Last winter I lost my old job. In any enterprise--business, government, education—there are “good bosses” and “bad bosses.” Contrary to prevailing dictates, the failing is not always the employee's.
“The sins of some men are obvious, reaching the place of judgment ahead of them; the sins of others trail behind them” (1 Tim 5:24).
But that's an old story men ignore. In spring, I found a new job. That's my story!
“Max, I've served a career position for twenty years. Now I've lost my income. Medical insurance costs way too much. The stock market dived. My retirement funds sank deep into the well.”
“George, there remains only one thing, seek a new job,” my friend said.
So, week after week, month after month, I scratched the newspaper ads. Nothing....
I sat at home on my back steps watching the wisdom in God's nature out across the fields. I penned verses to a poem, perhaps to ease my nerves, perhaps for understanding.
Two stately hawks, royal emissaries,
daily top their sunlit thrones
high on the frame barn roof,
watch and wait the moment to strike!
That's it! Time arrived to exit the pit of discouragement! The phone rang. My friend Max spoke hurriedly.
“George! I discovered a way to find a job fast,” he said. “Professionals term it the hidden job market. Seventy-five percent of all newly employed are not hired through searching wanted ads!
“Listen to this. One quarter are hired by managers who aren't thinking to hire--until they meet an impressive candidate. Another quarter are hired by those who are just contemplating their need. Another quarter are hired by those who are planning, but haven't started advertising the position!
“Your task is to contact two or three managers in potential companies on a daily basis until you find one who hands you the contract.
“George,” Max said, “list twenty names of family, friends, and acquaintances, and call me back tomorrow.”
King Hawk bends his feathered crown
to the classroom ground
with telescopic eye.
Watch and wait the moment to bite!
When I called Max back, he eagerly instructed me.
“George, start visiting each one on your list of twenty in person.”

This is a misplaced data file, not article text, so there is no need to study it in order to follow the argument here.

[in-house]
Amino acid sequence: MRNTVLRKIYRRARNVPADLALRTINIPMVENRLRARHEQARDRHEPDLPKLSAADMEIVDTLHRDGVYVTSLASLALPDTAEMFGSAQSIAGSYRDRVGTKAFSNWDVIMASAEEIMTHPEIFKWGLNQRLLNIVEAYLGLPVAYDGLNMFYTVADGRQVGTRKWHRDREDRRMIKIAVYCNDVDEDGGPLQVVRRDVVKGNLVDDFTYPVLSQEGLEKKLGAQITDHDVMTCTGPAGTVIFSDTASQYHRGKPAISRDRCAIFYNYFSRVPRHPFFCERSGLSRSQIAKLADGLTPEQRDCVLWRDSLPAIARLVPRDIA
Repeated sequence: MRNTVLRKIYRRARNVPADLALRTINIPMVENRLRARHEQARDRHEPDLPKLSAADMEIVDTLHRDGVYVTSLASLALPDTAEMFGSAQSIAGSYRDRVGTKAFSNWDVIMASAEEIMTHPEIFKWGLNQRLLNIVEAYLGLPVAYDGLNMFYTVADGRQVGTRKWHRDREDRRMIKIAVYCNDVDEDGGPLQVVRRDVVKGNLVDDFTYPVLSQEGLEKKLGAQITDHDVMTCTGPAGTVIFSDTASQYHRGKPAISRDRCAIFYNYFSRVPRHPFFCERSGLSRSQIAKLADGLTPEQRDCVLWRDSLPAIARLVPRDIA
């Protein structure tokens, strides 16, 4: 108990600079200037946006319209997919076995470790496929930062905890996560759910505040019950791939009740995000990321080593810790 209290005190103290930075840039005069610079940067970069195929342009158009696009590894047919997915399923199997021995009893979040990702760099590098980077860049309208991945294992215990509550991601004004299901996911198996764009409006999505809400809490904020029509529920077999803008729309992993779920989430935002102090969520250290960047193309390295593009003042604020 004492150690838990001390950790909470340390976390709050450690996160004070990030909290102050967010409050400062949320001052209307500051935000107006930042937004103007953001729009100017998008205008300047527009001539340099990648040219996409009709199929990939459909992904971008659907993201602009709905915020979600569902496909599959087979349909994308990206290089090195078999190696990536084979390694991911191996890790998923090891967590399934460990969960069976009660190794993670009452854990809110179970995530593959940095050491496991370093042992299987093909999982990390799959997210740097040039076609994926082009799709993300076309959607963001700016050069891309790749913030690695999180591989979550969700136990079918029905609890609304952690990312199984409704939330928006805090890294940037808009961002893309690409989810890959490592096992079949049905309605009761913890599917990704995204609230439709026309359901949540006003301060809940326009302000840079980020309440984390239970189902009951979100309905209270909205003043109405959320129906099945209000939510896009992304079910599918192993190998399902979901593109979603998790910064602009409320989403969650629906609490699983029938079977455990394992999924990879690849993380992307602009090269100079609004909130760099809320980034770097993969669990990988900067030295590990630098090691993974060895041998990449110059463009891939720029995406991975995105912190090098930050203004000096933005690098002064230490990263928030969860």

“Can't I just phone them to save time?”
“No, phoning will never raise full steam. You'll spin your wheels like you were stuck in a bog,” Max said. “Have you printed your resume?”
“Not yet,” I said. “I've got to update it.”
“Okay, George. Research 'resume' on the internet and update yours, first class! Then we'll launch your campaign.”
The eye of the hawk sights the strike,
drops to the ground with a twitch of his wing
to beak a grub from the grass.
As I discussed the procedure with Max, he assigned me the mission.
“Visit each person on your list, two or three per day. If they manage a business, ask them if they plan to hire within the next couple of months, no pressure. Leave each one a copy of your resume with the phone number. Ask each of them to recommend two names of colleagues.”
“Everybody knows two names!”
“Now, George. If you persuade each person on your list of twenty to give you two names, how many new names will you have?”
“Well, forty, of course,” I said.
“If you contact your list of twenty and your list of forty, what else will you have?” Mack asked.
“Sixty contacts,” I answered.
“More than likely,” he smiled, “you'll have a new job! I'll pray for you.”
A grub's the reward for endurance.
Patience in time.
The eye of the hawk sets the dive.
Catching managers, friends, or family on location wasn't easy. Sometimes I made two or three drop-ins before I scored. But in about six weeks, severe discouragement creped in. I was running out of steam. I looked at the notes taped on the bathroom mirror.
“Never give up!” said one. “God doesn't make junk!” said the other.
“Is this going to work?” I asked myself over and over again. True, I gathered new lists of names, more than a hundred. But even my prayers were waining. Just when I slumped, it happened!
Grubs and things do not fare well
in the hawk's world.
Patience in time. He strikes.
“George, I have good news for you!” said Max on his cell phone. “The people at Florida Crown called me in reference.
“You've got a job, George! Glory to God!”
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